Sunday, February 7, 2016

Installing a Sway Bar on a Tri Five Chevy

Installing a Sway Bar

Tri-Five Chevy

   -Alan Arnell

One of the best handling additions I ever made to  my candy-apple red 1957 Chevy, Model 150, 2-Door sedan was installing a Sway Bar.  The anti-sway bar is used to tie the frame to the suspension to limit how much the car will lean when in a turn.  Original tri five sway bars were ¾” in diameter. The one I chose was a middle of the road ⅞”  bar but you could go up to a 1 ¼” bar.  A sway bar is a easy install to make on your Classic Chevy.  The whole project can be completed with simple garage hand tools.

When I first purchased my ‘57, I concentrated on driving her and fixing the mechanical deficiencies. The roll in a turn was more than I could handle with the old girl, so I decided to replace the front suspension bushings, front and rear shocks and add a sway bar.  I put the other parts on and about 6 months later I got around to installing the sway bar.

My friend Danny always says, “You never lose anything,
you will find it again when you don’t need it anymore.”

I prepare my car to put on the sway bar, when I quickly notice, that I can not find the end links bolts, nuts and elbows.  I spend the rest of the day looking for them and quit after I have wasted my work window to no avail.  The next day, I gave up looking for the parts to decide to buy new end links and make my own elbows.  I finished jacking the ‘57 up and went to Auto Zone and Home Depot to get replacements of my missing parts.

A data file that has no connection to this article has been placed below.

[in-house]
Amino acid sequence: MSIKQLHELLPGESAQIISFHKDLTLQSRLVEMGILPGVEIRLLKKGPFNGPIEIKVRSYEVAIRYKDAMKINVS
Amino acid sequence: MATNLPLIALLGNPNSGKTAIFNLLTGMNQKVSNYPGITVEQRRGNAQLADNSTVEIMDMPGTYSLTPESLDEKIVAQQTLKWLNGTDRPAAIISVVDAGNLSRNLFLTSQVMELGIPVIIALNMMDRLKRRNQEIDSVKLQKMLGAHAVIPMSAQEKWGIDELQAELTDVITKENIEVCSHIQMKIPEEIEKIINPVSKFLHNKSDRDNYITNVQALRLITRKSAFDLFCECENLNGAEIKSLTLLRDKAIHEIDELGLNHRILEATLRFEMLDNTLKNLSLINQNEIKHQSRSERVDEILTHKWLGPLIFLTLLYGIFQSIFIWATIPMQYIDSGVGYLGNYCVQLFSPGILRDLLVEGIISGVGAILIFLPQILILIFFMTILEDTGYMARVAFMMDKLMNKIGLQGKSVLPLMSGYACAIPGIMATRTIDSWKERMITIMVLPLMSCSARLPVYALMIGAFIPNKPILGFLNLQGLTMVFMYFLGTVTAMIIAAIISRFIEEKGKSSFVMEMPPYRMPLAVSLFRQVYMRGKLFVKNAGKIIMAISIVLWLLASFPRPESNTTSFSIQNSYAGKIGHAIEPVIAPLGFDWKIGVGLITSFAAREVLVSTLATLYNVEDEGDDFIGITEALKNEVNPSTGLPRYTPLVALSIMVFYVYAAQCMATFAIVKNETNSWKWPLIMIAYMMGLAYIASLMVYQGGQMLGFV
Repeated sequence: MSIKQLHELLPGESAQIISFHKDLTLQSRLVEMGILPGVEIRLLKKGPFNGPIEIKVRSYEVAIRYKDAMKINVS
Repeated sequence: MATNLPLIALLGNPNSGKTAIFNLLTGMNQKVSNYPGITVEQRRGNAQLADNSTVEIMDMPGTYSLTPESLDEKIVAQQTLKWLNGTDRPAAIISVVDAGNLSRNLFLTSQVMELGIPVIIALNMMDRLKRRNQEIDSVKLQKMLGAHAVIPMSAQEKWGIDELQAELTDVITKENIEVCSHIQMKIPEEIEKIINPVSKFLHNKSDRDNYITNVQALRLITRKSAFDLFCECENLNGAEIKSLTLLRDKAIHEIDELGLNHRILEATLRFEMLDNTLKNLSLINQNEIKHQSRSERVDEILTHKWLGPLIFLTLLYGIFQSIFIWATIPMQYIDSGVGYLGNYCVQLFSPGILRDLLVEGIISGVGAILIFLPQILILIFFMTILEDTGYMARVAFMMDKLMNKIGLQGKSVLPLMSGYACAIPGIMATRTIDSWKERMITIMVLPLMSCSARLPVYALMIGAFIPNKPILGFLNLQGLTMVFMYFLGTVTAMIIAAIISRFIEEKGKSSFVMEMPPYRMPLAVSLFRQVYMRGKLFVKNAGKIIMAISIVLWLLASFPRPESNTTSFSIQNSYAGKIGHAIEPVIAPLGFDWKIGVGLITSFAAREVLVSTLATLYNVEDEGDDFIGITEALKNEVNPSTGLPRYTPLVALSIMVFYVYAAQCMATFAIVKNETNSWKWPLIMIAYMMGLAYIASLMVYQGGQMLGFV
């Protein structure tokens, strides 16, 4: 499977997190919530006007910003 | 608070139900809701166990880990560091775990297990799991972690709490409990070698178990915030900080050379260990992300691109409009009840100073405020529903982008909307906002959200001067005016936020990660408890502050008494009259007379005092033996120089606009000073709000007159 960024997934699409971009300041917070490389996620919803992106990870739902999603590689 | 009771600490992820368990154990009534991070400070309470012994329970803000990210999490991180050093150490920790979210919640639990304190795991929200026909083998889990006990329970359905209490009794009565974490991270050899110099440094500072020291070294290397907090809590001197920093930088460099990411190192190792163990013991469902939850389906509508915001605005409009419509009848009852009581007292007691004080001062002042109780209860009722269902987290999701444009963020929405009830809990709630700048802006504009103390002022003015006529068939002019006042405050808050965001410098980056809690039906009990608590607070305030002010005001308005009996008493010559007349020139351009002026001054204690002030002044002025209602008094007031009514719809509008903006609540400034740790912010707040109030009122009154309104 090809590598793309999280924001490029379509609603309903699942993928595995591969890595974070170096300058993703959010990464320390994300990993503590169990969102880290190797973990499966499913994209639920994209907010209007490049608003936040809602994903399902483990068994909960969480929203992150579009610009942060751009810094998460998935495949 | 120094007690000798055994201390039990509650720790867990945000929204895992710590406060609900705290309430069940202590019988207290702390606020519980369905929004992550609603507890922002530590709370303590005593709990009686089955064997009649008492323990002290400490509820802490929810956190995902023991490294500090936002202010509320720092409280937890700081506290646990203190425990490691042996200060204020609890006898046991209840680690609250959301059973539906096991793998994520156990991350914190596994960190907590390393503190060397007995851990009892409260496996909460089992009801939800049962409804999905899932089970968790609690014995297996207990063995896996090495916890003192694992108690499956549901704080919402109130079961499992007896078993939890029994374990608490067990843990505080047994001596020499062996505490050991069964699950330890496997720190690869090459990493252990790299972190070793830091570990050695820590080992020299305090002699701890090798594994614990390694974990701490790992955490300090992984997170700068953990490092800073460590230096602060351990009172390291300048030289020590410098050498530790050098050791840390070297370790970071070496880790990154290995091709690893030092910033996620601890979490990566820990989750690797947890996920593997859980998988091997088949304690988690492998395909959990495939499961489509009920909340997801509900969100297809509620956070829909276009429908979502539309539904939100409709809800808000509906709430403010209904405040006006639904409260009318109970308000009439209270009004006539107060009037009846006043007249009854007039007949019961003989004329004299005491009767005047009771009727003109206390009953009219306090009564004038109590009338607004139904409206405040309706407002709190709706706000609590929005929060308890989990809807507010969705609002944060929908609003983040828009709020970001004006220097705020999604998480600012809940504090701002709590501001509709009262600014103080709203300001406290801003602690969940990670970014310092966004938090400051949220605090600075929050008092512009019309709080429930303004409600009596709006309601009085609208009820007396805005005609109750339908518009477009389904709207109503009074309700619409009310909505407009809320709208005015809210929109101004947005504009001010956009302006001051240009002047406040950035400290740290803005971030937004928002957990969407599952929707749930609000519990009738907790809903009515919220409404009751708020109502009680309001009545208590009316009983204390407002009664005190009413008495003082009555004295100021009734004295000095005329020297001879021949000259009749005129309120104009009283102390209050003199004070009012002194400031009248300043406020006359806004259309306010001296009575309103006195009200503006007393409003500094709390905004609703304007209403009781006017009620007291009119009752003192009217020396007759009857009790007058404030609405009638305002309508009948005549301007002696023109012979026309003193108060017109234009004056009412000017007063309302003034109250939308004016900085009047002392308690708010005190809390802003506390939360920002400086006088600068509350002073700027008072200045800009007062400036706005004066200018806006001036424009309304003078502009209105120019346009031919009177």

Instead of holding the car up with jack stands so I can get under her to complete the project I place two 20-pound weight lifting weights under each front wheel.  Raising the car this way keeps the suspension parts in their normal ride configuration.

To hold the sway bar in place to decide on its correct placement, I used jack stands under the bar and bailing wire to complete a mock up of the sway bar’s finished position.

It should take the common man generally four hours to complete the sway bar upgrade.  Making new parts for lost parts and not trusting my measurements, plus travel times, I spend nine hours from jack up to jack down.  

Tools Needed
Electric Drill with a ⅜, 7/16 and ½ ” Drill Bits, SAE- Socket Set, SAE-Wrench Set

  1. The Sway bar will be attached to the bottom of the frame in front of the lower control arms.  The bar is attached to the spot where the sections of the frame and C-channel connect.  Using a piece of tape for a marker, mark the bottom of the frame.
  2. At this point, I lined up the bar’s center to the frame’s center.  I used jack stands to mock up the placement of the bar.  To hold the end up, I wired them temporarily in place with bailing wire. If your car’s frame is perfect and wheels and tires are stock configuration you will not need to be a paranoid as I was that day.  I know my frame is off, I have large tires and off seed Rally wheels.